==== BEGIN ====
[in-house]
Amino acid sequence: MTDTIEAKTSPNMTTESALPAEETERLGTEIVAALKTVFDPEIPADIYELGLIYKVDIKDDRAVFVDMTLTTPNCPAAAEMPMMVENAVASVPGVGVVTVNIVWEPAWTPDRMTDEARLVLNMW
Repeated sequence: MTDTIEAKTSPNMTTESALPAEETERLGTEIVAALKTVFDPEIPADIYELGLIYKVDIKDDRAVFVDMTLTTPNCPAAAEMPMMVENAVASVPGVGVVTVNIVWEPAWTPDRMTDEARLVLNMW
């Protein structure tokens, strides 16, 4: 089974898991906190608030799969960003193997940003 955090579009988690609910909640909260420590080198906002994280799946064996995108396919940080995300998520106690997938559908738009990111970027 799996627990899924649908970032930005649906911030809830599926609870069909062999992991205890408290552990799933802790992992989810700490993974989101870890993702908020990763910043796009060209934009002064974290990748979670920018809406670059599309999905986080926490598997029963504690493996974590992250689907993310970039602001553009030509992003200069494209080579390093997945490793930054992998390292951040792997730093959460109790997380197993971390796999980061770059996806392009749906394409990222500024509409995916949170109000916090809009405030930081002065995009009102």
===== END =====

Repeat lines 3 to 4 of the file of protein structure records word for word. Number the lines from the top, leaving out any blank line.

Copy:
Repeated sequence: MTDTIEAKTSPNMTTESALPAEETERLGTEIVAALKTVFDPEIPADIYELGLIYKVDIKDDRAVFVDMTLTTPNCPAAAEMPMMVENAVASVPGVGVVTVNIVWEPAWTPDRMTDEARLVLNMW
């Protein structure tokens, strides 16, 4: 089974898991906190608030799969960003193997940003 955090579009988690609910909640909260420590080198906002994280799946064996995108396919940080995300998520106690997938559908738009990111970027 799996627990899924649908970032930005649906911030809830599926609870069909062999992991205890408290552990799933802790992992989810700490993974989101870890993702908020990763910043796009060209934009002064974290990748979670920018809406670059599309999905986080926490598997029963504690493996974590992250689907993310970039602001553009030509992003200069494209080579390093997945490793930054992998390292951040792997730093959460109790997380197993971390796999980061770059996806392009749906394409990222500024509409995916949170109000916090809009405030930081002065995009009102």